“Like”-able Content: Spread Your Message with Third-Party Metadata
Giving content proper structure is one of the most important things we can do—because the more structure we have in our content, the freer it becomes. Most of the time, structured content’s classifications and divisions allow for the content’s presentation on a multitude of platforms. By breaking content down into its natural components, we ensure current and future compatibility and display in a wide range of devices and environments. Third-party metadata schemas, like Facebook’s Open Graph protocol and Twitter Cards, build on this ideal. And they are quickly becoming part of what it means to have a modern and complete online presence. Facebook’s Open Graph protocol, or OG (not to be confused with rapper Ice-T’s 1991 album, “O.G.”), builds on the notion of compatibility by way of appropriately breaking down content into chunks, but from a platform-specific point of view. Twitter also rolled out a metadata scheme of its own , called Twitter Cards. These metadata protocols ...
Inside the Tech of SpaceX's Homegrown Rocket Engine
An anonymous reader writes with this excerpt from a look at the engine behind SpaceX's Falcon rocket, the Merlin: "The rockstar of SpaceX may be Elon Musk, but the lead man behind the fire power is Tom Mueller. He is the Vice President of Propulsion Development and founding employee at SpaceX. Musk sought Mueller out in 2001 when Musk decided to build his own rockets instead of buying some from the Russians. Musk caught wind of a rocket engine Mueller built in his garage and 'apparently had a religious experience' once he saw it. If you didn't know, Elon Musk used $100 million of his Paypal money to start SpaceX. That money was used to build the Merlin engine Mueller had designed. The Merlin engine is the first new American booster engine in ten years and only the second in the last 25 years."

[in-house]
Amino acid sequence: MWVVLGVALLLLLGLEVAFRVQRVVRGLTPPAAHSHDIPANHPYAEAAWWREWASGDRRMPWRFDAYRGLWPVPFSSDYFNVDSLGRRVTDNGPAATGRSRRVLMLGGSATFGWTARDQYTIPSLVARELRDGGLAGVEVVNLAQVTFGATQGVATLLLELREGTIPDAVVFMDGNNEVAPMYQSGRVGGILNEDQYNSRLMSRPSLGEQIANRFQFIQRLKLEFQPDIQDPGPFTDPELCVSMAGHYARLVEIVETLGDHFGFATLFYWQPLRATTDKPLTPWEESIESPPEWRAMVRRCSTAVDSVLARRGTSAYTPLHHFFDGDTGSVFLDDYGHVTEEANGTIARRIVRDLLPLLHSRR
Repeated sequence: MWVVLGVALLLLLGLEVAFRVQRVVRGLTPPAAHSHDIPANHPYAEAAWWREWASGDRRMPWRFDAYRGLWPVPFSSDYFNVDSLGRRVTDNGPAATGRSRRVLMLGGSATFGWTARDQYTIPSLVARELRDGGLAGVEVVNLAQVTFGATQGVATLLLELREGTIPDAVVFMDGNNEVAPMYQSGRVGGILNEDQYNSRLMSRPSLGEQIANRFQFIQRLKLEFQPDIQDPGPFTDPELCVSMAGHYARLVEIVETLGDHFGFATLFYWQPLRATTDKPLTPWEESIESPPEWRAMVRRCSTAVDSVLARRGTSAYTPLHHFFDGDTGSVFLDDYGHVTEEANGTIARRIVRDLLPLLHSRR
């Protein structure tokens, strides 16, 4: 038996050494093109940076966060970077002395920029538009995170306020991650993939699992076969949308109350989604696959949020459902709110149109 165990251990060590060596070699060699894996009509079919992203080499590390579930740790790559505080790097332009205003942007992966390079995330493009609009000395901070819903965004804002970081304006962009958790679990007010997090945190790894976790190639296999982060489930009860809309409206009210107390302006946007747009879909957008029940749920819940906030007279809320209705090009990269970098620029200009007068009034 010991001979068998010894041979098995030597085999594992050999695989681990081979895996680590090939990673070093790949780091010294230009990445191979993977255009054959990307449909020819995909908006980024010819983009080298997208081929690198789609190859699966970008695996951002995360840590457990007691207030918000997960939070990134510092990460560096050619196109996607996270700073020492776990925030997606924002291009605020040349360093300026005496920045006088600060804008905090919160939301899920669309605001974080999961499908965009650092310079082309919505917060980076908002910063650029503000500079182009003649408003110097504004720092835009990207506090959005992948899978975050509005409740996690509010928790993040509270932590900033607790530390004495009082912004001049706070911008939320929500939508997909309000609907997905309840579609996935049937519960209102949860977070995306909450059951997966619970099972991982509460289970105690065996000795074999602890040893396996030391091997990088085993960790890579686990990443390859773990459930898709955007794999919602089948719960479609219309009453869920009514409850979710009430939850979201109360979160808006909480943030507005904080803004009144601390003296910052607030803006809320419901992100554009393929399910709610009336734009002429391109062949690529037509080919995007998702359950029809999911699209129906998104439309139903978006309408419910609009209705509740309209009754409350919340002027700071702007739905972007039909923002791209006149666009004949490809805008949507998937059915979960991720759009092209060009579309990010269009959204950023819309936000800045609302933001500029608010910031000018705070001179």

Found more than 1 month ago on channel Slashdot
Responsive Comping: Obtaining Signoff without Mockups
If you’re making websites, chances are you’ve given some thought to what constitutes a responsive-friendly design process—and you’ve probably found that adding a mockup for every breakpoint isn’t a sustainable approach. At least, that’s what happened at my company, Bearded , where we had spent years creating websites in Photoshop or Illustrator, having those mockups approved by our clients, then recreating those designs with CSS. Until now. A few months ago, we stopped making static image-based mockups in favor of designing with code. This is not a new idea—heck, Andy Clarke was arguing for in-browser design in 2008 . But new or not, you may still be mystified at where to begin—or feel unmoored and disoriented at the prospect of giving up the approach you’ve long relied on. But fear not, gentle reader. Let’s take a look at our new mockup-less web design process and see just how easy it can be to get that Photoshop monkey off your back, and have a fresh new beginning with ...